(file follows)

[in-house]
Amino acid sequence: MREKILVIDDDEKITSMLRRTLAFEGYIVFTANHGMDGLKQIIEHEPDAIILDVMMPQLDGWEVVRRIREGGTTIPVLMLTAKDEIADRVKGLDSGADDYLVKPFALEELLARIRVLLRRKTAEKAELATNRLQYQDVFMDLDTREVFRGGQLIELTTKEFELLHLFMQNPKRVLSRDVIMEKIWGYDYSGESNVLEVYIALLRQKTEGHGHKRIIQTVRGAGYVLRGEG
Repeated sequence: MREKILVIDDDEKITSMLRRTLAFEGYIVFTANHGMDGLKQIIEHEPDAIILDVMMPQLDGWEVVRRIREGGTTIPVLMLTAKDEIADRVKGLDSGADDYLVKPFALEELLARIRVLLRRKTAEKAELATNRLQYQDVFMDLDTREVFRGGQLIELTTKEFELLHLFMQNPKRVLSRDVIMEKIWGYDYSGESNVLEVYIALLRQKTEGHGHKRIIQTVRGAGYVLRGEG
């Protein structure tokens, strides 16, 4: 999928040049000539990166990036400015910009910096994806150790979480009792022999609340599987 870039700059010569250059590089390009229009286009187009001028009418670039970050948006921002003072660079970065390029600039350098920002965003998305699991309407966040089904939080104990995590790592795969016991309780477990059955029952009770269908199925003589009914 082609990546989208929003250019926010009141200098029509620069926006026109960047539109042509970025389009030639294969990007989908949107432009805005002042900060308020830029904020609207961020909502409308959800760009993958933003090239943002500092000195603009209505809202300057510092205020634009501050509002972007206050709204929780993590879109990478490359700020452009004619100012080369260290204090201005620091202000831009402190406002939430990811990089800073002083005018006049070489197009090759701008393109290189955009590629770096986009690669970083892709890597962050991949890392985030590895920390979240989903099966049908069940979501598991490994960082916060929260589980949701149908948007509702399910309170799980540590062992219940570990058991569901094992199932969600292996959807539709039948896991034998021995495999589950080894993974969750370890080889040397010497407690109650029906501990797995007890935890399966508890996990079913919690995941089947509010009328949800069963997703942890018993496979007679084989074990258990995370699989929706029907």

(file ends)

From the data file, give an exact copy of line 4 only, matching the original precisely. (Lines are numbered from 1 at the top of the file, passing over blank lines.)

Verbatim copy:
């Protein structure tokens, strides 16, 4: 999928040049000539990166990036400015910009910096994806150790979480009792022999609340599987 870039700059010569250059590089390009229009286009187009001028009418670039970050948006921002003072660079970065390029600039350098920002965003998305699991309407966040089904939080104990995590790592795969016991309780477990059955029952009770269908199925003589009914 082609990546989208929003250019926010009141200098029509620069926006026109960047539109042509970025389009030639294969990007989908949107432009805005002042900060308020830029904020609207961020909502409308959800760009993958933003090239943002500092000195603009209505809202300057510092205020634009501050509002972007206050709204929780993590879109990478490359700020452009004619100012080369260290204090201005620091202000831009402190406002939430990811990089800073002083005018006049070489197009090759701008393109290189955009590629770096986009690669970083892709890597962050991949890392985030590895920390979240989903099966049908069940979501598991490994960082916060929260589980949701149908948007509702399910309170799980540590062992219940570990058991569901094992199932969600292996959807539709039948896991034998021995495999589950080894993974969750370890080889040397010497407690109650029906501990797995007890935890399966508890996990079913919690995941089947509010009328949800069963997703942890018993496979007679084989074990258990995370699989929706029907």